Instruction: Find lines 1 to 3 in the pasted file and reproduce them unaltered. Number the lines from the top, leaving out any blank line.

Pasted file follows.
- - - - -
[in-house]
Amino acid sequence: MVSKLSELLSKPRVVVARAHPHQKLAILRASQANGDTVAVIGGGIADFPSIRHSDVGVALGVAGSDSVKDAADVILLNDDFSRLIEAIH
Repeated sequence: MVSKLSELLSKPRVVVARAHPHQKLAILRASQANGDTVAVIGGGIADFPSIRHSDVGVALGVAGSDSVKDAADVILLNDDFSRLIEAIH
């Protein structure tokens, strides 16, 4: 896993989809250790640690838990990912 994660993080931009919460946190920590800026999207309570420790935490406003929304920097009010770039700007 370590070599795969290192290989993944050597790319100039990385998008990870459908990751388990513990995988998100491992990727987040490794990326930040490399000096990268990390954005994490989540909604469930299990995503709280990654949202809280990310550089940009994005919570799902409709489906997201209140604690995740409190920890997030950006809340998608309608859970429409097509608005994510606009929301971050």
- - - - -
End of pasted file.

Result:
[in-house]
Amino acid sequence: MVSKLSELLSKPRVVVARAHPHQKLAILRASQANGDTVAVIGGGIADFPSIRHSDVGVALGVAGSDSVKDAADVILLNDDFSRLIEAIH
Repeated sequence: MVSKLSELLSKPRVVVARAHPHQKLAILRASQANGDTVAVIGGGIADFPSIRHSDVGVALGVAGSDSVKDAADVILLNDDFSRLIEAIH